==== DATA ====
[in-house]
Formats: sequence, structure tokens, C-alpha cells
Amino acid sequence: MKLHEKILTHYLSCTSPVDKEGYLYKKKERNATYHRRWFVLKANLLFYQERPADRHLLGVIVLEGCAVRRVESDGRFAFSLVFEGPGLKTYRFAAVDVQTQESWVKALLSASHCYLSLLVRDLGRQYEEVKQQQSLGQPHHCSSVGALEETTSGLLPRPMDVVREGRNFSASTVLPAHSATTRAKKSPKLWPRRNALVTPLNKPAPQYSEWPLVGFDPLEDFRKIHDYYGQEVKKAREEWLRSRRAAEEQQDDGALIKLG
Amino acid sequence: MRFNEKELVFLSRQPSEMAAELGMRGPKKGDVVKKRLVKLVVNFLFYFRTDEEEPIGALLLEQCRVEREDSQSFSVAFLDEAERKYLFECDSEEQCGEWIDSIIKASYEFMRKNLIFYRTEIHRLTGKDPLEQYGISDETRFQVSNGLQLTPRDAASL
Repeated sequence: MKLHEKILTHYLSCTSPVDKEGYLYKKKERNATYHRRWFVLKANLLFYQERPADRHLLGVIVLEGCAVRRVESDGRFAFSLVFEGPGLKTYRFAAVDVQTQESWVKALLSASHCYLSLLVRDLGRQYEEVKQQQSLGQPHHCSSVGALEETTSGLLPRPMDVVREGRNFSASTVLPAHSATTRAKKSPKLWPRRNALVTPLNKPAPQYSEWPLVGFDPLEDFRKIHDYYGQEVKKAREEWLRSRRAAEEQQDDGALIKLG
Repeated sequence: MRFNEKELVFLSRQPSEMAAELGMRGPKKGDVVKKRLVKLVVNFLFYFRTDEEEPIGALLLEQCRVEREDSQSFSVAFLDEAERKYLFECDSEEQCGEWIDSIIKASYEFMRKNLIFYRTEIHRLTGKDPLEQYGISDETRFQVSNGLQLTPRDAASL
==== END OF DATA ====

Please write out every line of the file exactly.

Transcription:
[in-house]
Formats: sequence, structure tokens, C-alpha cells
Amino acid sequence: MKLHEKILTHYLSCTSPVDKEGYLYKKKERNATYHRRWFVLKANLLFYQERPADRHLLGVIVLEGCAVRRVESDGRFAFSLVFEGPGLKTYRFAAVDVQTQESWVKALLSASHCYLSLLVRDLGRQYEEVKQQQSLGQPHHCSSVGALEETTSGLLPRPMDVVREGRNFSASTVLPAHSATTRAKKSPKLWPRRNALVTPLNKPAPQYSEWPLVGFDPLEDFRKIHDYYGQEVKKAREEWLRSRRAAEEQQDDGALIKLG
Amino acid sequence: MRFNEKELVFLSRQPSEMAAELGMRGPKKGDVVKKRLVKLVVNFLFYFRTDEEEPIGALLLEQCRVEREDSQSFSVAFLDEAERKYLFECDSEEQCGEWIDSIIKASYEFMRKNLIFYRTEIHRLTGKDPLEQYGISDETRFQVSNGLQLTPRDAASL
Repeated sequence: MKLHEKILTHYLSCTSPVDKEGYLYKKKERNATYHRRWFVLKANLLFYQERPADRHLLGVIVLEGCAVRRVESDGRFAFSLVFEGPGLKTYRFAAVDVQTQESWVKALLSASHCYLSLLVRDLGRQYEEVKQQQSLGQPHHCSSVGALEETTSGLLPRPMDVVREGRNFSASTVLPAHSATTRAKKSPKLWPRRNALVTPLNKPAPQYSEWPLVGFDPLEDFRKIHDYYGQEVKKAREEWLRSRRAAEEQQDDGALIKLG
Repeated sequence: MRFNEKELVFLSRQPSEMAAELGMRGPKKGDVVKKRLVKLVVNFLFYFRTDEEEPIGALLLEQCRVEREDSQSFSVAFLDEAERKYLFECDSEEQCGEWIDSIIKASYEFMRKNLIFYRTEIHRLTGKDPLEQYGISDETRFQVSNGLQLTPRDAASL